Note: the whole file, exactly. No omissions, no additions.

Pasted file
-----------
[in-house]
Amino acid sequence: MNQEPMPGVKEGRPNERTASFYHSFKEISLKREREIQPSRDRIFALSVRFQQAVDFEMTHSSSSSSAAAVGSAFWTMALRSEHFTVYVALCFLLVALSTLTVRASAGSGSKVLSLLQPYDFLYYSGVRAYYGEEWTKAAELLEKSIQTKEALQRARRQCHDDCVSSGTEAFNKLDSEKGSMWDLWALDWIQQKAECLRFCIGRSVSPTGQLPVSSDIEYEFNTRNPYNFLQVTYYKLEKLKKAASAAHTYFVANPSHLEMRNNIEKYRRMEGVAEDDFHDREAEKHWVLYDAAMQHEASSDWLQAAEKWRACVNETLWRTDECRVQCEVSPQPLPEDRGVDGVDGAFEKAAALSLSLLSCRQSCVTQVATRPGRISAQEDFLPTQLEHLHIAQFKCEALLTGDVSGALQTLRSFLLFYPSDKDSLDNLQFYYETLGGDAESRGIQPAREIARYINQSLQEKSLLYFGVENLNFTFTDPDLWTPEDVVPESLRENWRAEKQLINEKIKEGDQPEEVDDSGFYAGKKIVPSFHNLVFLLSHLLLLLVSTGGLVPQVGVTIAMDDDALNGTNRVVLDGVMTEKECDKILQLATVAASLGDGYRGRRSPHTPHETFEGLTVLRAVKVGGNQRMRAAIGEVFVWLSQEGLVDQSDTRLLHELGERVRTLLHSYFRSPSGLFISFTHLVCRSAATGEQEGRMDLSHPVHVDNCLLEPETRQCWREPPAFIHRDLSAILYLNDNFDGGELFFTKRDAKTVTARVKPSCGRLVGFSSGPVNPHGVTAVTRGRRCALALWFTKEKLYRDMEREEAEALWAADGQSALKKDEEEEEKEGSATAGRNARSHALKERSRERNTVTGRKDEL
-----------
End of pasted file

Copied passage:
[in-house]
Amino acid sequence: MNQEPMPGVKEGRPNERTASFYHSFKEISLKREREIQPSRDRIFALSVRFQQAVDFEMTHSSSSSSAAAVGSAFWTMALRSEHFTVYVALCFLLVALSTLTVRASAGSGSKVLSLLQPYDFLYYSGVRAYYGEEWTKAAELLEKSIQTKEALQRARRQCHDDCVSSGTEAFNKLDSEKGSMWDLWALDWIQQKAECLRFCIGRSVSPTGQLPVSSDIEYEFNTRNPYNFLQVTYYKLEKLKKAASAAHTYFVANPSHLEMRNNIEKYRRMEGVAEDDFHDREAEKHWVLYDAAMQHEASSDWLQAAEKWRACVNETLWRTDECRVQCEVSPQPLPEDRGVDGVDGAFEKAAALSLSLLSCRQSCVTQVATRPGRISAQEDFLPTQLEHLHIAQFKCEALLTGDVSGALQTLRSFLLFYPSDKDSLDNLQFYYETLGGDAESRGIQPAREIARYINQSLQEKSLLYFGVENLNFTFTDPDLWTPEDVVPESLRENWRAEKQLINEKIKEGDQPEEVDDSGFYAGKKIVPSFHNLVFLLSHLLLLLVSTGGLVPQVGVTIAMDDDALNGTNRVVLDGVMTEKECDKILQLATVAASLGDGYRGRRSPHTPHETFEGLTVLRAVKVGGNQRMRAAIGEVFVWLSQEGLVDQSDTRLLHELGERVRTLLHSYFRSPSGLFISFTHLVCRSAATGEQEGRMDLSHPVHVDNCLLEPETRQCWREPPAFIHRDLSAILYLNDNFDGGELFFTKRDAKTVTARVKPSCGRLVGFSSGPVNPHGVTAVTRGRRCALALWFTKEKLYRDMEREEAEALWAADGQSALKKDEEEEEKEGSATAGRNARSHALKERSRERNTVTGRKDEL